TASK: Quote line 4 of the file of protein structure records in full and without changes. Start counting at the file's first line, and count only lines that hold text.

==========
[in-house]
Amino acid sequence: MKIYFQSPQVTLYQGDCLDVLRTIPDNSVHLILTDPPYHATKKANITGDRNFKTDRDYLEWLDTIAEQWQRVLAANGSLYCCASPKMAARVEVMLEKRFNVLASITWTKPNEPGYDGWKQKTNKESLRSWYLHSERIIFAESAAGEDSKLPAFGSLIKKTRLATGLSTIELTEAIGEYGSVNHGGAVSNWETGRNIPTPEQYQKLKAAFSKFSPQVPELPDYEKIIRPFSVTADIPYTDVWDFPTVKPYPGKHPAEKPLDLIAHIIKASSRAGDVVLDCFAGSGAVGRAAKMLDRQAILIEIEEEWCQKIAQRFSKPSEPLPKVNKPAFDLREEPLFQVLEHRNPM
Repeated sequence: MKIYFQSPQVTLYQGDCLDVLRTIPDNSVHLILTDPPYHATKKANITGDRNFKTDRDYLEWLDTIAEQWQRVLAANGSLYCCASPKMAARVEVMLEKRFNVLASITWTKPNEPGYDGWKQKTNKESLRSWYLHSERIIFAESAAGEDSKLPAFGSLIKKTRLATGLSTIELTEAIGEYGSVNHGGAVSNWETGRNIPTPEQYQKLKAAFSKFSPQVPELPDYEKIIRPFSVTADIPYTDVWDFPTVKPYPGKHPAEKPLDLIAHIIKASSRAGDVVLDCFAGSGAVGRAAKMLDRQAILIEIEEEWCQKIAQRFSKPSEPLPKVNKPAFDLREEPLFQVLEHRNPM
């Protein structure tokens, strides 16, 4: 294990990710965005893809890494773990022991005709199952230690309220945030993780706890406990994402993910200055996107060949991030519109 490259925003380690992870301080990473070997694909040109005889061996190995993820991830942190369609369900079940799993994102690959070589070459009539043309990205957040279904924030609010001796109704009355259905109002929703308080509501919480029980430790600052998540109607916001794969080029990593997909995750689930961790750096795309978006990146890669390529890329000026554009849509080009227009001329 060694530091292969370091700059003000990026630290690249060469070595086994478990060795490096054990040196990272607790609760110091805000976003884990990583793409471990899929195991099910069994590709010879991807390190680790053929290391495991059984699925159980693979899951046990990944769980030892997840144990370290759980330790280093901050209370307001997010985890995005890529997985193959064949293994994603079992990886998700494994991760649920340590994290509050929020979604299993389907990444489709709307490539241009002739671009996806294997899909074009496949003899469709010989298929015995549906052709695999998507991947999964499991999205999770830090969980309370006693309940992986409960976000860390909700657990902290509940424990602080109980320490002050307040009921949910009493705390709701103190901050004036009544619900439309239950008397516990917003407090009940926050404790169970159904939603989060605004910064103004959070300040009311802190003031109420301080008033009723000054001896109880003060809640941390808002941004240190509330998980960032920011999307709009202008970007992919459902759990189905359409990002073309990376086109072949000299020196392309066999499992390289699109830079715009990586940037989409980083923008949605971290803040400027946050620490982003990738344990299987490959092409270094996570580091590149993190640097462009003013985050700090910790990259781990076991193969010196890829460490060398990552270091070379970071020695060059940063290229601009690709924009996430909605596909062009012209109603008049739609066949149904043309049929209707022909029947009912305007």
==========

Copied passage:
């Protein structure tokens, strides 16, 4: 294990990710965005893809890494773990022991005709199952230690309220945030993780706890406990994402993910200055996107060949991030519109 490259925003380690992870301080990473070997694909040109005889061996190995993820991830942190369609369900079940799993994102690959070589070459009539043309990205957040279904924030609010001796109704009355259905109002929703308080509501919480029980430790600052998540109607916001794969080029990593997909995750689930961790750096795309978006990146890669390529890329000026554009849509080009227009001329 060694530091292969370091700059003000990026630290690249060469070595086994478990060795490096054990040196990272607790609760110091805000976003884990990583793409471990899929195991099910069994590709010879991807390190680790053929290391495991059984699925159980693979899951046990990944769980030892997840144990370290759980330790280093901050209370307001997010985890995005890529997985193959064949293994994603079992990886998700494994991760649920340590994290509050929020979604299993389907990444489709709307490539241009002739671009996806294997899909074009496949003899469709010989298929015995549906052709695999998507991947999964499991999205999770830090969980309370006693309940992986409960976000860390909700657990902290509940424990602080109980320490002050307040009921949910009493705390709701103190901050004036009544619900439309239950008397516990917003407090009940926050404790169970159904939603989060605004910064103004959070300040009311802190003031109420301080008033009723000054001896109880003060809640941390808002941004240190509330998980960032920011999307709009202008970007992919459902759990189905359409990002073309990376086109072949000299020196392309066999499992390289699109830079715009990586940037989409980083923008949605971290803040400027946050620490982003990738344990299987490959092409270094996570580091590149993190640097462009003013985050700090910790990259781990076991193969010196890829460490060398990552270091070379970071020695060059940063290229601009690709924009996430909605596909062009012209109603008049739609066949149904043309049929209707022909029947009912305007």